Carbon Tax is Bad for Businesses and Consumers
August 14, 2012
As our nation’s economic recovery stands on faulty footing, the last thing Washington should propose are policies that would negatively impact businesses and consumers and in so doing harm the economy. Members of Congress should neither bend their ears nor waste their time considering such dead-end policies. Unfortunately, there’s no shortage of potential job-killing regulations or taxes that if implemented would hurt Americans and businesses. Encouraging innovation and creating a hospitable environment for industries to pursue new investments is exactly the engine that’s needed to lead our economic recovery.
Any policies that may detract from this objective should be considered dead-on-arrival. Among the worst policy proposals out there are cap-and-trade and/or a tax on carbon. In June 2009, the Democratic-controlled House of Representatives successfully passed a bill that sought to place an arbitrary cap on carbon dioxide emissions. Fortunately proponents of the misguided policy ultimately failed to secure the necessary number of votes in the Senate to secure its passage. Since the 2010 elections, cap-and-trade, better known and more appropriately called cap-and-tax, proposals have been shunned from political discourse. This temporary victory is just that temporary; bad policies don’t disappear.
Enter the carbon tax. It’s begun rearing its ugly head again, and some conservatives are the ones starting the conversation. At the time the House was debating cap-and-trade, even members who call themselves conservatives, like Rep. Jeff Flake (R-Ariz.), applauded this idea and proposed taxing carbon. While a carbon tax is different from a cap-and-trade system in terms of its implementation – a carbon tax would impose an additional fee or tax on industries and businesses that emit carbon dioxide – the damning effects are identical to those of the cap-and-tax scheme. At the time Flake introduced the bill, he remarked “The first axiom of economics is if you want less of something, you tax it,”
It’s not necessary to be a policy wonk to know that adding a tax to any stage of production or to a product or service increases costs for both businesses and consumers. Take the scenario a step further to see what damage the carbon tax would cause. Imagine an additional charge on top of not just one thing, but nearly everything you do – from turning on your air conditioning to powering your car. These actions and others are all essential and make it possible to carry out tasks each day. It just so happens that carbon-emitting fuels are what creates this energy. As a result of the additional tax, businesses, producers and entire industries will suffer from increased costs and indirectly consumers will too.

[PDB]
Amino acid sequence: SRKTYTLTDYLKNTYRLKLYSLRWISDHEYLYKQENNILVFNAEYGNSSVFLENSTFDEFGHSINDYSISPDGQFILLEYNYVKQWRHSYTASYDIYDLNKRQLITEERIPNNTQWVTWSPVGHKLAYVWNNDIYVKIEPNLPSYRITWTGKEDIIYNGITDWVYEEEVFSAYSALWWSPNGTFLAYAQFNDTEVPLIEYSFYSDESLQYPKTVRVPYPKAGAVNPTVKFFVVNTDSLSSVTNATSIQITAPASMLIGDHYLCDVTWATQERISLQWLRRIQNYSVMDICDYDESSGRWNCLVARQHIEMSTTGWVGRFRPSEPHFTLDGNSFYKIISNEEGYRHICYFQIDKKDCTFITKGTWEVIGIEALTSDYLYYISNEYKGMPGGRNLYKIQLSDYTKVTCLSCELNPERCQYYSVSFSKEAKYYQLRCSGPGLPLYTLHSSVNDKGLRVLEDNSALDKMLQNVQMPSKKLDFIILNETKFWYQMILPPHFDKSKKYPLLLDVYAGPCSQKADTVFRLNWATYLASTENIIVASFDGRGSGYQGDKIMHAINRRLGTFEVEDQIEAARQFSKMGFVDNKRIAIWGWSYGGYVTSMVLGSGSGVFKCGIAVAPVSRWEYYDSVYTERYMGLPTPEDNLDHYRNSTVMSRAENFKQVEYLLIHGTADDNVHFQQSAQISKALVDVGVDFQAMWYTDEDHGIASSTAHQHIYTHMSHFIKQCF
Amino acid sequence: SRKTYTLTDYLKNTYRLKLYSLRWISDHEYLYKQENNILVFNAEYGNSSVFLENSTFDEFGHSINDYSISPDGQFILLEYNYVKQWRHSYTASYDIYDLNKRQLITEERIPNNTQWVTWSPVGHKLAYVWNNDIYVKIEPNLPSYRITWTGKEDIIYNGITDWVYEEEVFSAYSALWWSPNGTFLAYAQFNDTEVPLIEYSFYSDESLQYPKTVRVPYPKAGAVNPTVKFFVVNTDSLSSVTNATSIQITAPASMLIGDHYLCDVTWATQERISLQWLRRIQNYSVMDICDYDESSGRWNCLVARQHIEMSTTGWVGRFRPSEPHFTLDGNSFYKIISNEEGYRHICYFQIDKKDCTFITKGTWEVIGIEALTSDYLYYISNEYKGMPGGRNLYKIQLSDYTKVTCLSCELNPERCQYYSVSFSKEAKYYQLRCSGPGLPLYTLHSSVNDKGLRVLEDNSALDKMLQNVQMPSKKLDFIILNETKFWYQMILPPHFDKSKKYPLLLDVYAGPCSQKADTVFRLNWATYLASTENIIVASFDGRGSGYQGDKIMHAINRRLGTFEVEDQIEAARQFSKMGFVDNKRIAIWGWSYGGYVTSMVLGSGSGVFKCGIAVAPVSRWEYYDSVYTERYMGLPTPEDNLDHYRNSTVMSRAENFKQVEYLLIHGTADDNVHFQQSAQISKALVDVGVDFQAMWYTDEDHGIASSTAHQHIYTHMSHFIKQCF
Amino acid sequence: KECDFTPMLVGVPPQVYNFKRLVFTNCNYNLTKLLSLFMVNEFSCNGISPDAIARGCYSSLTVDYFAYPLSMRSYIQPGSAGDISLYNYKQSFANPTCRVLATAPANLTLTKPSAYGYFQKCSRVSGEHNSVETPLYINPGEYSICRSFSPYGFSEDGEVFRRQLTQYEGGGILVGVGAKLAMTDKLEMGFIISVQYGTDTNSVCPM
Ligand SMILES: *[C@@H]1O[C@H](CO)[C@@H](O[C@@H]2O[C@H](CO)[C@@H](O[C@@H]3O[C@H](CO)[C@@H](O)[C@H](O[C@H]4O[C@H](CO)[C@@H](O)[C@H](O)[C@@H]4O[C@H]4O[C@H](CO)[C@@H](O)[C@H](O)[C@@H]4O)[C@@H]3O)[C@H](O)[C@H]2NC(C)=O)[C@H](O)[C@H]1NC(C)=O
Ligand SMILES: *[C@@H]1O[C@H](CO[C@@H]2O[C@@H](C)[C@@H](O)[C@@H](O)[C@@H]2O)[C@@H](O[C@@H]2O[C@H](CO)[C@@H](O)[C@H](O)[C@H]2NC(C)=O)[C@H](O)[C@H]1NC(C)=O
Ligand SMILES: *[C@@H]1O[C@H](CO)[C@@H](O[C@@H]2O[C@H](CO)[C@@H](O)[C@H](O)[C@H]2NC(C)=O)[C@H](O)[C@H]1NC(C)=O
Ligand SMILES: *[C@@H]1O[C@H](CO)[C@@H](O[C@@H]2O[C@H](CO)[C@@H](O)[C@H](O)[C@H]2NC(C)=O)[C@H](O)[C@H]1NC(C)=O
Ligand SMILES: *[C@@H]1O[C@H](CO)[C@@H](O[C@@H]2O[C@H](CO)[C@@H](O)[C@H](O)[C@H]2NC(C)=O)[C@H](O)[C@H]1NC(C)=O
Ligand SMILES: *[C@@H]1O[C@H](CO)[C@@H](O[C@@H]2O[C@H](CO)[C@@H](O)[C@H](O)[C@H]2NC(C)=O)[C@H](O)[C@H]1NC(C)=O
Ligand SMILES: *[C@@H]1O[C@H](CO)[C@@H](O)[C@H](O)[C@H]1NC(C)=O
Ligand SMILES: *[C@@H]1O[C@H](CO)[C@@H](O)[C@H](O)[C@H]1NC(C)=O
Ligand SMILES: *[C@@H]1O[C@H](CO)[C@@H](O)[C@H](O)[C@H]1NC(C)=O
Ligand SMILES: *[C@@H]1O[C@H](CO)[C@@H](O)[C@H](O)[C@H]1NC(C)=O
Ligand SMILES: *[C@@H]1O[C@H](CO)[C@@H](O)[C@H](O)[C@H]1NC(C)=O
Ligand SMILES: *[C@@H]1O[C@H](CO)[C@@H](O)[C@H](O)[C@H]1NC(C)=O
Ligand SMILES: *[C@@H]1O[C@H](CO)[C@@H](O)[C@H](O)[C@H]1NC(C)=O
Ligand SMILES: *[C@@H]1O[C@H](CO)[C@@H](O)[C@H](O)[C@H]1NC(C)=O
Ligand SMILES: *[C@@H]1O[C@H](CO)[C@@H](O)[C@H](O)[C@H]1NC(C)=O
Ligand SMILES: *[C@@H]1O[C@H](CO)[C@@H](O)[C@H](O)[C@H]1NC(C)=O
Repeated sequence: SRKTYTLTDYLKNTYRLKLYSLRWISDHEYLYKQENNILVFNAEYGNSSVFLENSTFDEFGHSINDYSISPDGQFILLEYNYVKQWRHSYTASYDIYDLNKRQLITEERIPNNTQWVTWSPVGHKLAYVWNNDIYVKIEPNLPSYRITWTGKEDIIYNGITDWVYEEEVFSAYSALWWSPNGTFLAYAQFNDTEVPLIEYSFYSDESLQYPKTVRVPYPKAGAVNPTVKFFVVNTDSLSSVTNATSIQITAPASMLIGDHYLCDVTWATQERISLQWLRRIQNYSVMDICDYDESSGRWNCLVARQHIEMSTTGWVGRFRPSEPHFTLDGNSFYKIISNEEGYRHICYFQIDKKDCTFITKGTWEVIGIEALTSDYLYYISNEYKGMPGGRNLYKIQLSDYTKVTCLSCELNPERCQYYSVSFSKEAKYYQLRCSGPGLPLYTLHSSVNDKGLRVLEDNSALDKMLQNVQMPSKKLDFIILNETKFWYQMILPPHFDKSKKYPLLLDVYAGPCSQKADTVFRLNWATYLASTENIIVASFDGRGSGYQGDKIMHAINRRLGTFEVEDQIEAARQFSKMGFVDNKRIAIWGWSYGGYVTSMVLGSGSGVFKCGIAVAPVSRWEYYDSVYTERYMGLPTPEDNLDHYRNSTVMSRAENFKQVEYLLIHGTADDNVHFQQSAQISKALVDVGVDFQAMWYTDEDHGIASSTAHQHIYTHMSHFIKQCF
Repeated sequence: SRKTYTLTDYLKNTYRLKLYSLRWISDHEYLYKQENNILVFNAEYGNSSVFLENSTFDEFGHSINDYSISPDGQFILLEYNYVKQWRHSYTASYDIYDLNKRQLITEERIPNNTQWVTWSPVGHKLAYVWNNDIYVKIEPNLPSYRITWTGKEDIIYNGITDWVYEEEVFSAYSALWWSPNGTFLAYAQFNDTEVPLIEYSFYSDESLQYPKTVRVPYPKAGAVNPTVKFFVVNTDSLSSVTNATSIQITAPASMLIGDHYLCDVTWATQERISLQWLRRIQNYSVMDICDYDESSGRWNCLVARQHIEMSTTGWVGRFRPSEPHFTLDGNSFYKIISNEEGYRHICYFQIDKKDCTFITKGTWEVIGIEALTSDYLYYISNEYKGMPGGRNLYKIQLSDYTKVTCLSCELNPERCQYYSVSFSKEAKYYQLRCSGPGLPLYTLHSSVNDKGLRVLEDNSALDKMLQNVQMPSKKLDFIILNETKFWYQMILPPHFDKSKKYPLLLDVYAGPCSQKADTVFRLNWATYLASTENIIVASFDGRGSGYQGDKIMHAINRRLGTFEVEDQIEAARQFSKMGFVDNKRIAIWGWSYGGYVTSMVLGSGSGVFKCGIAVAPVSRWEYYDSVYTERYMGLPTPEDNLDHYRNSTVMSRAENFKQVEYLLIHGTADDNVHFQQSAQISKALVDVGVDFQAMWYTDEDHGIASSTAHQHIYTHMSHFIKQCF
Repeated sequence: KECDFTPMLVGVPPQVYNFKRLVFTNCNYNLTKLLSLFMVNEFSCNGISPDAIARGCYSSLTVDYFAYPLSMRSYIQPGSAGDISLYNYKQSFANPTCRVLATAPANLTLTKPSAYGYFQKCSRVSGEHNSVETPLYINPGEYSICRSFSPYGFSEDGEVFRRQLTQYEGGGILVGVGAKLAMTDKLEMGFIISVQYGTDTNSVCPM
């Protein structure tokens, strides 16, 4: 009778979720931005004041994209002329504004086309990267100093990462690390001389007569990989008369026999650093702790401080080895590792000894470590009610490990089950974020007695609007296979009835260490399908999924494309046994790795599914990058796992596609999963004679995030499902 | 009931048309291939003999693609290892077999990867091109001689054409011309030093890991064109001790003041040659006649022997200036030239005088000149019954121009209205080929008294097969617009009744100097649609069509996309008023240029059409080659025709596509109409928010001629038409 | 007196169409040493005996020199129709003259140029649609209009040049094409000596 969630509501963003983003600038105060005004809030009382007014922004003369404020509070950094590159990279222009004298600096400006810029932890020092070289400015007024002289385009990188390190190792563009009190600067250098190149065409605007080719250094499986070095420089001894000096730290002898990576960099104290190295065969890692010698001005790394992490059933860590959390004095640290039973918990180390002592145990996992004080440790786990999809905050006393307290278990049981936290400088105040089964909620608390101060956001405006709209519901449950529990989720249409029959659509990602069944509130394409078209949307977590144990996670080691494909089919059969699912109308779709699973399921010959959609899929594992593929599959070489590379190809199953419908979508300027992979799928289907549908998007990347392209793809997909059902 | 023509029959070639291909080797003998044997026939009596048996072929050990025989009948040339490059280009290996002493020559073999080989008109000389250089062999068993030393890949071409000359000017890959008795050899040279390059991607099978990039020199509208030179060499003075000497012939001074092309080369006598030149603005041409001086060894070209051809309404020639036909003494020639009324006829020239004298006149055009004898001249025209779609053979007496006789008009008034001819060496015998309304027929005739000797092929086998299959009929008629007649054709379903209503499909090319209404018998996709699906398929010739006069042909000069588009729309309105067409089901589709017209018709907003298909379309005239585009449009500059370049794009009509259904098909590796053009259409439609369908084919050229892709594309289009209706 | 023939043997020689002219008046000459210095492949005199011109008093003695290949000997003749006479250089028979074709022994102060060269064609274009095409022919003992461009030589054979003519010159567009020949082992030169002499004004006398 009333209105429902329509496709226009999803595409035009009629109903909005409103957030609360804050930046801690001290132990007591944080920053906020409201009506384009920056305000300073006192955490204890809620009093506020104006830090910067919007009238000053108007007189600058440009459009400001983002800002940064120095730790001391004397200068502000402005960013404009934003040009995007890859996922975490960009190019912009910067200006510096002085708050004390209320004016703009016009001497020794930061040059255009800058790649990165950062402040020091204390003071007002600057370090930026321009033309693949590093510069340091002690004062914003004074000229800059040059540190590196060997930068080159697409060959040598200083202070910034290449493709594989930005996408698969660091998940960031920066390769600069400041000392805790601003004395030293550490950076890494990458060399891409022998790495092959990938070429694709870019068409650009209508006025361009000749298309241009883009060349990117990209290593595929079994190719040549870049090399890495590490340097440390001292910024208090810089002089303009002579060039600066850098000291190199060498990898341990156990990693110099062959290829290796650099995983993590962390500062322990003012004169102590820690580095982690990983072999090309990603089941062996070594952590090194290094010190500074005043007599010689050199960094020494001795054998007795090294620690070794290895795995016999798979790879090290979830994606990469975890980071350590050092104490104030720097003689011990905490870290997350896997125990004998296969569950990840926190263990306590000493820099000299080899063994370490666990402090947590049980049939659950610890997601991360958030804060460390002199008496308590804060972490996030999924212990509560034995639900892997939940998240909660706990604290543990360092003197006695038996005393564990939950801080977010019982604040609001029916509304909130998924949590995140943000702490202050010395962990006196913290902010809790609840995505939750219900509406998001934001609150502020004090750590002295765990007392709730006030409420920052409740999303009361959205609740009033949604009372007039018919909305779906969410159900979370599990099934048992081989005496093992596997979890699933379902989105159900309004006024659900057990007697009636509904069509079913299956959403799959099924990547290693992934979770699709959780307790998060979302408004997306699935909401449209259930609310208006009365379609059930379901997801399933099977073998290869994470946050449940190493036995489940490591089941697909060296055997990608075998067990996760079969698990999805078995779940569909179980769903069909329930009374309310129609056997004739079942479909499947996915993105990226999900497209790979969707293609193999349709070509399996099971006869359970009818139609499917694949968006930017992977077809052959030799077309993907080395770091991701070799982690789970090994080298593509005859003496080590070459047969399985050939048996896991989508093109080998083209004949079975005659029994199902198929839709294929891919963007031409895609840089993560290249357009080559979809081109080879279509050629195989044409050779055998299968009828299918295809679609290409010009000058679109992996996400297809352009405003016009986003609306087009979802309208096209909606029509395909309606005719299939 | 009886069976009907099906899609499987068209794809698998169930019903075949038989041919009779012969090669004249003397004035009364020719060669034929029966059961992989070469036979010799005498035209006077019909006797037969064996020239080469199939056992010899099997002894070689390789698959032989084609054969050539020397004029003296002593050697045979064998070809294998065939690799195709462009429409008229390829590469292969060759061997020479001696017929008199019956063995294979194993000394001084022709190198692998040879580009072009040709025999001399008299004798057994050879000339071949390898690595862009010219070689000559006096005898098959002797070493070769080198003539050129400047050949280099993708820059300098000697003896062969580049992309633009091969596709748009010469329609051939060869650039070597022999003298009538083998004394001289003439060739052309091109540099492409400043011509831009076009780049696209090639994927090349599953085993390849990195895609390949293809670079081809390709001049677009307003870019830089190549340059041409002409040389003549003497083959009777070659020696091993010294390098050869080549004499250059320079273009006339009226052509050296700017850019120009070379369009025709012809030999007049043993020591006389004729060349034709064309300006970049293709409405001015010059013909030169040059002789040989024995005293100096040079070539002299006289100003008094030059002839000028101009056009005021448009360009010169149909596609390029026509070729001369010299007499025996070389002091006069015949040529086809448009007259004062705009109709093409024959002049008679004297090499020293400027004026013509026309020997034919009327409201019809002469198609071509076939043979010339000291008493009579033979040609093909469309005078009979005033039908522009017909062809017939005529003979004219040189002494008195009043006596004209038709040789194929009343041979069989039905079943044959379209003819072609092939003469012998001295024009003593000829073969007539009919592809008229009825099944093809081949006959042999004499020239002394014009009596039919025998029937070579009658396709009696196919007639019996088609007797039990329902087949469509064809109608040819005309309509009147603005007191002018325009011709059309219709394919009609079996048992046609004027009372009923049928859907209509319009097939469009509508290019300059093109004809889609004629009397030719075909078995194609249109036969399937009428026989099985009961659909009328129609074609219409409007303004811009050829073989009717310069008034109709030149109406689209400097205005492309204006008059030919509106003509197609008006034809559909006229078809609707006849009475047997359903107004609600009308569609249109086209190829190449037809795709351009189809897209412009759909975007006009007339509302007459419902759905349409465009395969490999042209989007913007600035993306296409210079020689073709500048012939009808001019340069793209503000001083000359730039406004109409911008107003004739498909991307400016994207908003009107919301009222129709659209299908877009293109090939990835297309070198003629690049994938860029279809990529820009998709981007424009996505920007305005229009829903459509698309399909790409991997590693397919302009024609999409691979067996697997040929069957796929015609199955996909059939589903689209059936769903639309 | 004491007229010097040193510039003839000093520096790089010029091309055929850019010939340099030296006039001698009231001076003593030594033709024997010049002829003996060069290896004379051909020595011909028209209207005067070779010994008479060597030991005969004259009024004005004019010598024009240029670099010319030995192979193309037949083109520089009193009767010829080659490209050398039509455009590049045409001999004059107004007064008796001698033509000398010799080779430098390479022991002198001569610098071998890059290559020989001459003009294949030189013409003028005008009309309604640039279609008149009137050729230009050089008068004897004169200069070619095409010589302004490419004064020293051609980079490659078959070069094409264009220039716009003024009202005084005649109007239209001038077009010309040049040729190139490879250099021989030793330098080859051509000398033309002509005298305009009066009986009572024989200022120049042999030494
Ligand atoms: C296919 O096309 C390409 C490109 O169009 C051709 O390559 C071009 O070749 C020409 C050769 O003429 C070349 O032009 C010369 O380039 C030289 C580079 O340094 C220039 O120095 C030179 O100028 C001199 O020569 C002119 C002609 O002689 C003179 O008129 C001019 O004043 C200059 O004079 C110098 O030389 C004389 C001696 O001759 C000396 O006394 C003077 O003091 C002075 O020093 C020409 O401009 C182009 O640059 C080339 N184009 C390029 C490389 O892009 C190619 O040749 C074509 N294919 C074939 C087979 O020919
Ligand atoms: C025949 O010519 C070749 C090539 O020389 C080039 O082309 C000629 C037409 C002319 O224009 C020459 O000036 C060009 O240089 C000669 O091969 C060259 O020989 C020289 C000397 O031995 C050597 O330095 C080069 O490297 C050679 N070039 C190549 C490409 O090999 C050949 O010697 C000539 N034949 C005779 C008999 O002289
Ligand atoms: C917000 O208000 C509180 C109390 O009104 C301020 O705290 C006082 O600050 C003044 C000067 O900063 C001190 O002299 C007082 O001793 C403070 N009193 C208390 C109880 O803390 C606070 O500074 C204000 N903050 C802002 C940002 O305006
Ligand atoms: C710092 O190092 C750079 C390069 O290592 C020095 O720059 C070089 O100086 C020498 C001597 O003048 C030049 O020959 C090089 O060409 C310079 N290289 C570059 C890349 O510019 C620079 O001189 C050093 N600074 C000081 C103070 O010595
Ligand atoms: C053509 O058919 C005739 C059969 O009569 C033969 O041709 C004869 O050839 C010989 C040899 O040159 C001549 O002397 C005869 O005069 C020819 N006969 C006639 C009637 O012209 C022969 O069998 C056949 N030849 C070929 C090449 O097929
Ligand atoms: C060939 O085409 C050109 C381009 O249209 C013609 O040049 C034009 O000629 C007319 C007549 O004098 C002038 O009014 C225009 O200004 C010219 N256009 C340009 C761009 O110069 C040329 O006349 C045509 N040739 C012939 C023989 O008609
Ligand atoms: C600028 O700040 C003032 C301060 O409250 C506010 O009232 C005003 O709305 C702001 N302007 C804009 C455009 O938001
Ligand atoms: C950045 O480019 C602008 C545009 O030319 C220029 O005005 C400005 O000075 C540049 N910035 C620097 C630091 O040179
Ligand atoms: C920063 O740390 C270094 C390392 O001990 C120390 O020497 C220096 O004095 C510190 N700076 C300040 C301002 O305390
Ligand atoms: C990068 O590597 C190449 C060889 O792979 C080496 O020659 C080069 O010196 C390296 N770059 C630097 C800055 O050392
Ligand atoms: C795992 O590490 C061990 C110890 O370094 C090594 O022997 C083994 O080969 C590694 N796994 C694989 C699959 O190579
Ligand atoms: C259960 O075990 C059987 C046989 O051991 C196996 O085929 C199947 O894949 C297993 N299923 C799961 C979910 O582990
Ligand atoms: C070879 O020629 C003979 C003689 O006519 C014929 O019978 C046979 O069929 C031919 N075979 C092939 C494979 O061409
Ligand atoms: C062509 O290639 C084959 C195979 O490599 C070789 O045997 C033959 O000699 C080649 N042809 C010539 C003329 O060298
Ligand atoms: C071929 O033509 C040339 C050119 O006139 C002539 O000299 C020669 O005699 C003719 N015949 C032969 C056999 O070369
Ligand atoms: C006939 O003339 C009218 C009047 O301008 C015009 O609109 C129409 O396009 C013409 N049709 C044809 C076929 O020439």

Some have tried, poorly at that, to contend a carbon tax is a good idea because it could be implemented in a way to ensure it is revenue neutral. The assertion is that enactment of a carbon tax would be coupled with a decrease in tax rates or taxes elsewhere. In theory the revenue neutral argument is intended to make the concept of a carbon tax more palatable for some. The problem is that theory rarely holds up in practice. There are two major problems with the revenue neutral claim. First, the carbon tax sits near the top of the most damaging, job-killing taxes out there. It creates significant uncertainty for businesses and could increase operating costs to such a level that it could force entire industries out of existence taking many, many jobs with it. There’s no question that this potential evil is far worse than any of the taxes currently on the books.
Additionally when the government succeeds in gaining a new source of revenue, it does not mean that government’s appetite for more money is satiated. Time and time again we see that despite the promises – like that the increased revenue will go to things like reducing payroll taxes – the additional tax collected never makes it to the area the government says it will go. Need proof? Just look at how California Governor Jerry Brown’s wants to use the additional revenues to balance the state’s budget. When money sits there, the government finds a place to use it.
Taxes harmfully impact businesses and consumers. A carbon tax would do these things and increase energy costs. The last thing Americans need is to be forced into is purchasing more expensive forms of energy because of a new tax.